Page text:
Following the arrest of 26/11 Mumbai Terror attacks mastermind, Hafiz Saeed, the Trump Administration on Friday expressed doubts over Pakistan’s intentions, saying his previous arrests made no difference either to his activities or that of his outfit Lashkar-e-Taiba.
“We’ve seen this happen in the past. And we have been looking for sustained and concrete steps, not just window dressing,” a senior administration official told reporters Friday, ahead of Pakistan Prime Minister Imran Khan’s visit to the US next week.
Saeed, a UN-designated terrorist was arrested on Wednesday — the seventh times since December 2001, when he was nabbed in the immediate aftermath of the terrorist attack on the Indian Parliament.
“Let me reassure you, we are clear-eyed about the history here. We’re under no illusions about the support that we could see from Pakistan’s military intelligence services to these groups. So we will look for concrete action,” the official said when asked about the actions that Pakistan has taken against the terrorist group and if the US believes in them.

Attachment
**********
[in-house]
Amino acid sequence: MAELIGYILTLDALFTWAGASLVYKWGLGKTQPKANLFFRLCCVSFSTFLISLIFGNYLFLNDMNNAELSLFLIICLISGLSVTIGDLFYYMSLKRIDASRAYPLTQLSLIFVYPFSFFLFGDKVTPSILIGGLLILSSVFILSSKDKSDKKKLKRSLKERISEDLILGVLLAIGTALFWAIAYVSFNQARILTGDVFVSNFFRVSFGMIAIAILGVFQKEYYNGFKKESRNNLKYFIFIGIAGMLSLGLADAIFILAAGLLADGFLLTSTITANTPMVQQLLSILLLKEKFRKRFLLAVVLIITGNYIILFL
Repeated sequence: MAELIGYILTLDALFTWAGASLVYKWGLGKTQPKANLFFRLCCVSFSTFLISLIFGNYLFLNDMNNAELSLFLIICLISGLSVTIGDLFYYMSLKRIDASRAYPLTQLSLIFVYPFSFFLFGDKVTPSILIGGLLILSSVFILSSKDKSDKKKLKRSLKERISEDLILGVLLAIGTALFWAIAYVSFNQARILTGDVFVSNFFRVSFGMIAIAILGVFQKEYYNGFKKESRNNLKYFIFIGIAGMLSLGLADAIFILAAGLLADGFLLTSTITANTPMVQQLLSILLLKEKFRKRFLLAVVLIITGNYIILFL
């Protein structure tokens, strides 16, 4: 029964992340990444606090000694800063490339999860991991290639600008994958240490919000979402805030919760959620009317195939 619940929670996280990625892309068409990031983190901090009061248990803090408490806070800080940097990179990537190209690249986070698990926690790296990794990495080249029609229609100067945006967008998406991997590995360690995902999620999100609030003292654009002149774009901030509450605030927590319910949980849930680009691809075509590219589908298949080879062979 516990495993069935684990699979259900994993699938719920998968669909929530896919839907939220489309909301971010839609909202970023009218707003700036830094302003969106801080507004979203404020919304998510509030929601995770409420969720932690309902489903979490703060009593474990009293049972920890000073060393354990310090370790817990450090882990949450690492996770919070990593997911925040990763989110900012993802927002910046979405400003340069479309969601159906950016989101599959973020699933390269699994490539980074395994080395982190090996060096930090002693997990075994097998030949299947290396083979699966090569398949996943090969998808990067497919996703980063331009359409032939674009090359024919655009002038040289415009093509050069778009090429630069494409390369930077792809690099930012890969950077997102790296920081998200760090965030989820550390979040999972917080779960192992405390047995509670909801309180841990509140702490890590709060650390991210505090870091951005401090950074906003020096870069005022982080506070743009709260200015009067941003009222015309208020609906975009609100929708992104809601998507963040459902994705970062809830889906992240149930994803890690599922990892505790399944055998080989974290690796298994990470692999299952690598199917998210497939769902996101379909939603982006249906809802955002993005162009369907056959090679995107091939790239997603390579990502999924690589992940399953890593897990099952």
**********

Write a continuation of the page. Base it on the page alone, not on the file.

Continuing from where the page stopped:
“I noticed that Pakistan has taken some initial steps such as pledging to seize assets of some of these terrorist groups. And, of course, they put under arrest yesterday Hafiz Muhammed Saeed, the leader of Lashkar-e-Taiba which is responsible for the 2008 Mumbai terrorist attacks,” said the official requesting anonymity.
But the official quickly noted that this was the seventh time that Saeed was arrested since 2001 attack on India’s Parliament when he was detained right after that attack and was subsequently released.
“That is why we are very clear-eyed and realistic when you see him arrested” as he has been arrested and released in the past. “So we would look to see that Pakistan take sustained action in actually prosecuting these people,” the official said.
“Quite frankly, the previous arrest of Hafiz Muhammed Saeed hasn’t made a difference and the LeT has been has been able to operate. So we’re monitoring the situation,” said the senior administration official as reporters asked questions on the links between Pakistani intelligence services and terrorist groups.
(With agencies input)